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Bunker Busting Transitions

Americans have transitioned successfully from military to civilian life since the Minute Men hung up their muskets. Millions of us have put our uniforms away and started new work-days doing something else. It is a very natural thing to do. Furthermore, the Department of Defense, Veterans Administration and certainly the "alumni groups" from your branch of the military are all extremely active in helping you transition successfully, both formally and informally. The trick is to optimize your chances of grabbing something more than a decent job. You have at this moment one chance to direct your energy, time and resources toward a job that is perfect for you in every possible way, just where you want to be.

The roots of the approach you are about to learn are found in my book "Will it Fly?" where an "Innovator's Scorecard" is used to find the best ideas around which to build businesses. Here we convert that business tool into an employment tool for you. It will function extremely well in just about all fields of employment from teaching, to the clergy, medicine, politics, law, and all forms of commerce. You will need to open and manage the accompanying excel spreadsheet that will be filled in for each possible job opportunity. The one with the highest score wins.

The magic in this program is its simple, hand-over-hand, progression to maximum personal satisfaction. You will identify a critical underserved need. Then you will create a realistic solution. Then you will inspire letters from people who want you to solve the need you identified, and finally you will find an employer who will hire you to help your "customers." Briefly stated, you will obliterate the risk of hiring you, and in the process you will be firming up your self-confidence that you can accomplish your mission the way you envision it. Everyone loves to hire winners and winners always exude great self-confidence. Winners know exactly where they are going and what they're going to do when they get there.

One of the keys in this program is a stack of letters we are going to inspire from people who want your solutions. If you take nothing else away from this exercise, there could never be anything more powerful in your employment campaign than this stack of letters from prospective consumers or customers who want your solution to their needs.

I hope you will have as much fun with the exercise as I have had in creating it for you. If you want to launch a business, study "Will it fly?" If you want a great job, go through this exercise, get your stack of letters, saddle up and attack your target market. Ready? Let's get busy.

Stage One: Who ARE you?

1. Myers Briggs Test

Most of you have taken this test and over the years its results can shift. It tries to identify a number of personal traits about you. Take it, find your latest four-letter code and understand what it says about you. Often you can find hints about what career paths are likely to be best for you.

Here's the URL: http://www.personalitypathways.com/type_inventory.html

Bunker Busting: The results of this test can sometimes work against you in the workplace so don't broadcast your four letter code. Furthermore, try to heed the signs of the results from this test. For example, if it says you are an introvert, please don't take a job where extraverts excel. You'll be miserable.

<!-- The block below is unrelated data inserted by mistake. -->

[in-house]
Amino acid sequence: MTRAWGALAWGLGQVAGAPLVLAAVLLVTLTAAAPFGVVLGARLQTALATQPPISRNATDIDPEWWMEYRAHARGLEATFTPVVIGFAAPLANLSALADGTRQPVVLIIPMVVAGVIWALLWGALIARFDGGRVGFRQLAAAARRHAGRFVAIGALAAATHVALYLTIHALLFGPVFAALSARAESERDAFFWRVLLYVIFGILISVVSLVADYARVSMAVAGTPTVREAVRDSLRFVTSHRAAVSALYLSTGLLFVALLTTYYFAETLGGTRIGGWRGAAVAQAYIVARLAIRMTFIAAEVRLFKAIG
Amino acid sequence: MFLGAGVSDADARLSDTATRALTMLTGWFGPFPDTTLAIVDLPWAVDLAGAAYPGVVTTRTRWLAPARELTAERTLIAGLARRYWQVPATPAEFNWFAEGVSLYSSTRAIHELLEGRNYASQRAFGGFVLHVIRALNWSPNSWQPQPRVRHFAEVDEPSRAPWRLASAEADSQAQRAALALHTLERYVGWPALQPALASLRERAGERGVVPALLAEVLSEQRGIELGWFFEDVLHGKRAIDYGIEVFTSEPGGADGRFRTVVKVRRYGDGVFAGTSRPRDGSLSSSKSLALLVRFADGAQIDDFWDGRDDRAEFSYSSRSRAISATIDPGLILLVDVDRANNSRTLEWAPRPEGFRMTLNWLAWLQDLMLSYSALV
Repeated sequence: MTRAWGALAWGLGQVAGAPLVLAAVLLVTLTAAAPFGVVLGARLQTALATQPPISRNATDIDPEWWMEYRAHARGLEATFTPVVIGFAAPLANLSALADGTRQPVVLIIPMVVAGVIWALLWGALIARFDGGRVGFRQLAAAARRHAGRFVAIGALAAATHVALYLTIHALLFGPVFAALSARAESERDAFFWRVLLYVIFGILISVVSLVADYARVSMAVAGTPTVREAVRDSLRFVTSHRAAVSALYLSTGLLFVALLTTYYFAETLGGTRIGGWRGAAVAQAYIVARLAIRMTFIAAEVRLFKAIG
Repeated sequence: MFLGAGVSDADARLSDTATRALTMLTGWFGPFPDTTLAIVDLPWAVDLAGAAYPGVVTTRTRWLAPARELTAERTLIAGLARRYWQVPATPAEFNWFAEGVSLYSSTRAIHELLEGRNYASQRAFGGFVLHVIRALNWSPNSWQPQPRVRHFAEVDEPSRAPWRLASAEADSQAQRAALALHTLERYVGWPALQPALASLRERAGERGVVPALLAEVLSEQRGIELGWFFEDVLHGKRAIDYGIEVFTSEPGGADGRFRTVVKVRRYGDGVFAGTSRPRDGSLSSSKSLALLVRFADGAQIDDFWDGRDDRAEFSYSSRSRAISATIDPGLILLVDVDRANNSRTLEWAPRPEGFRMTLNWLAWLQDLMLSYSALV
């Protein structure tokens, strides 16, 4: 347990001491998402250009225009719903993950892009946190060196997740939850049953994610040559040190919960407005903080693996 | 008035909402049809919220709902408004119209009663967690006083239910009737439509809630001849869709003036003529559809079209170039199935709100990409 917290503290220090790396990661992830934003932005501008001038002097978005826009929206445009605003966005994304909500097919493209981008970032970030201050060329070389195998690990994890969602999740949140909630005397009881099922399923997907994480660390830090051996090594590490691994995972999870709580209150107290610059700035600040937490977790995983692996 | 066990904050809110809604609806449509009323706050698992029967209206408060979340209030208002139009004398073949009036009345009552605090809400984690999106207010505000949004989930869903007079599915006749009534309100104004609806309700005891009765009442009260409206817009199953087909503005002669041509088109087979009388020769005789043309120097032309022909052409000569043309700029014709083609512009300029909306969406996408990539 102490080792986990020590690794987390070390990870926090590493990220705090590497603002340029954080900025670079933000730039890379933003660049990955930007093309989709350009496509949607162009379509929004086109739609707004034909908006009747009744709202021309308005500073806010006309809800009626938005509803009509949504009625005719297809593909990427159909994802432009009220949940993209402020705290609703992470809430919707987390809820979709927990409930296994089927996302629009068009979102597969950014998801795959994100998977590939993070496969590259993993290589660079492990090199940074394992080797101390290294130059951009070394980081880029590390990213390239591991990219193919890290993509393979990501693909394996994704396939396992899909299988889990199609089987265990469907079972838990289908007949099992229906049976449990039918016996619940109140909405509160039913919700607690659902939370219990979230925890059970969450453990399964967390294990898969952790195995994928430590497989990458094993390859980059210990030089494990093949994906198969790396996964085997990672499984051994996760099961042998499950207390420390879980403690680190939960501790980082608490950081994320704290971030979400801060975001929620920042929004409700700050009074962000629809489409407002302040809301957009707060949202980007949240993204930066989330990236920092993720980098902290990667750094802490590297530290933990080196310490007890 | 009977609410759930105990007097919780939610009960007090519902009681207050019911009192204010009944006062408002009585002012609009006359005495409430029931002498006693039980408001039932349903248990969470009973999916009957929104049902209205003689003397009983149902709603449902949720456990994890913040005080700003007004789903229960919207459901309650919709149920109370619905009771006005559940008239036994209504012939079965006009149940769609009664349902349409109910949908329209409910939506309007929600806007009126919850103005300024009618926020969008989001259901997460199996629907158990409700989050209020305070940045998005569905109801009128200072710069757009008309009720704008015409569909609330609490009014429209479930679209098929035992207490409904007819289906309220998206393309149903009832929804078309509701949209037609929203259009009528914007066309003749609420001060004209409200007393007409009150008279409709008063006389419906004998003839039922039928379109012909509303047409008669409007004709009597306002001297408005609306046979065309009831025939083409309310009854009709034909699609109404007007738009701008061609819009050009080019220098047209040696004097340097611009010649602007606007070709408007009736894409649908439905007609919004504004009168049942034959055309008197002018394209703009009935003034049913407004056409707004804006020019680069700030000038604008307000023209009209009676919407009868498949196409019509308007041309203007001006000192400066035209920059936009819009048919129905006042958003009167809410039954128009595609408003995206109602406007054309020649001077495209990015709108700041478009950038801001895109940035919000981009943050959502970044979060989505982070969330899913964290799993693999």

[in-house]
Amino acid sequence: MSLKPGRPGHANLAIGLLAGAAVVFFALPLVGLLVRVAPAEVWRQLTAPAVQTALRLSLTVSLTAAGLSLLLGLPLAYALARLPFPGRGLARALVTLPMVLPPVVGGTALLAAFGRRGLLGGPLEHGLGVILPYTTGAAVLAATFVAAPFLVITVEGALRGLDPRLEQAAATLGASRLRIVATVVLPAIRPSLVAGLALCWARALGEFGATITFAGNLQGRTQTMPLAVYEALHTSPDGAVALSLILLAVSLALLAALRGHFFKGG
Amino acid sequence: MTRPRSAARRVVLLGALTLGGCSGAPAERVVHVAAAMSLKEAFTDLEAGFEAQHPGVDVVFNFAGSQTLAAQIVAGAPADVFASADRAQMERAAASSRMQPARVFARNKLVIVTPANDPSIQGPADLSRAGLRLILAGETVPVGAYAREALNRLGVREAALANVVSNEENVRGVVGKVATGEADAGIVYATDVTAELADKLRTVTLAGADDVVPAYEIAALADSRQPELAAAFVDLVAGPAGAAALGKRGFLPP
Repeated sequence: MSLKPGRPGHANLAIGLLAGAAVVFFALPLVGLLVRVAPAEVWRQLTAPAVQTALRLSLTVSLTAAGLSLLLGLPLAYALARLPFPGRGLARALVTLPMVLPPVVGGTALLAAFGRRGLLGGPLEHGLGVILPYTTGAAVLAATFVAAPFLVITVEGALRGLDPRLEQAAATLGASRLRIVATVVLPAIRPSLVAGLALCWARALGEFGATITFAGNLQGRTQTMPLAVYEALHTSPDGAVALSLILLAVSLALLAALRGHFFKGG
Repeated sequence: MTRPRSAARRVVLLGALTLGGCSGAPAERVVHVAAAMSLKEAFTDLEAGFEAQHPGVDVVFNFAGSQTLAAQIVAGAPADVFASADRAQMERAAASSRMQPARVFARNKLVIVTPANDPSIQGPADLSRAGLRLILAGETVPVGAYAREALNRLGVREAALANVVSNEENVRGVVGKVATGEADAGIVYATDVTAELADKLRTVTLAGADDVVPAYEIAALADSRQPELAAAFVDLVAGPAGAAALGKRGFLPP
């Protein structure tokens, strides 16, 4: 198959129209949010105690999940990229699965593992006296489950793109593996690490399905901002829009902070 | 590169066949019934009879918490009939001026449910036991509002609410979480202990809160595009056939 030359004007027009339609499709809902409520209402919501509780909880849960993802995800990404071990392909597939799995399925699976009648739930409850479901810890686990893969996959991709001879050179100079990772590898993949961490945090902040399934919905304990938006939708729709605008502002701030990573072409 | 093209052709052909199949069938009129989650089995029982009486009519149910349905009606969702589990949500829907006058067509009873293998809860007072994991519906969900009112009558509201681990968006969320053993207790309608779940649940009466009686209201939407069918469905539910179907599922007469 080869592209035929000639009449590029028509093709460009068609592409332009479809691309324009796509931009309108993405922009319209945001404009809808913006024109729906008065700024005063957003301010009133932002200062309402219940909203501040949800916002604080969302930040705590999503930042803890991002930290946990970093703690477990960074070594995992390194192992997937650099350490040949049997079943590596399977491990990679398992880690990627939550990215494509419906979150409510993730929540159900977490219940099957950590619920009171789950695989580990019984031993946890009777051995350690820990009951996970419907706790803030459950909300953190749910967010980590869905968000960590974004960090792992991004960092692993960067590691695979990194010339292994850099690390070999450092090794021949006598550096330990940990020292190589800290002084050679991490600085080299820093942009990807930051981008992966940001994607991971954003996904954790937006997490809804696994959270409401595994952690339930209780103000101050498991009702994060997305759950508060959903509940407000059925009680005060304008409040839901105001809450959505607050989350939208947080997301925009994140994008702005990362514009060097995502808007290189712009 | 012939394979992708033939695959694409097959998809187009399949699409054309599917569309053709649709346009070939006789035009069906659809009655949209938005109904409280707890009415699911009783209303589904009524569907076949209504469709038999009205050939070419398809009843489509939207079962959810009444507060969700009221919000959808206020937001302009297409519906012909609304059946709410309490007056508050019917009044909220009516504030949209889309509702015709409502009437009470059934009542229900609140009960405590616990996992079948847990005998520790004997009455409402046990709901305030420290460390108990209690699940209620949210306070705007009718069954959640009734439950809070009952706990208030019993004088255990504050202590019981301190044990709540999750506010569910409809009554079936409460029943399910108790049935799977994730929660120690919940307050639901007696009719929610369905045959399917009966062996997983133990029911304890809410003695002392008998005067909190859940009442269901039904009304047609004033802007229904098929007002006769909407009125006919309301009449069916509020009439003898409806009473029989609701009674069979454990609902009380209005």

2. S.W.O.T.

This is an acronym for one of the ways we analyze a going enterprise. It is a snapshot that can be quickly prepared, often delivering startling results if the author (that would be you writing about yourself) is honest and well informed. It is one of our favorite tools in graduate business schools. Here we turn the S.W.O.T. analysis upon you as if you were a going enterprise.

A. Strengths - What are your personal strengths?

This is the section where you will identify, groom, expand, list, and prioritize your strong points. No fair inflating your strengths. Sample strengths could include gregariousness, patience, discipline, persistence, good at numbers, great writer, good physical condition, well connected, multi lingual, extraordinarily well informed about a specific subject matter, greater public speaker, etc. Do NOT include military lore and craftsmanship-marksmanship, gunnery, rocket guidance, and parade field drilling are not likely to be of great use in the civilian world. Just list the relevant material.

B. Weaknesses - What are your personal weaknesses?

We are going to identify, prioritize and confront your weaknesses. Some will be easy to over come, others maybe not. Examples of weaknesses could include lack of business skills, don't like to be around civilians, don't like to work with (Democrats or Republicans - pick 'em), don't have any credentials in the activities where you want to work, no self-confidence, etc.

Bunker Busting: Be careful who learns this information. "Weaknesses" are only for you to know and the others to never find out.

Ideally, you will want to convert each of your key weaknesses into strengths. The quickest way to do that is through education, some of it time consuming and some of it maybe not (see shortcuts below). Need to know something about business? Earn an MBA. Need to know something about computers? Pick up a Microsoft certificate. Want to teach at the graduate level? Earn a Ph.D. Your challenge will be to convert weaknesses to strengths as soon as possible.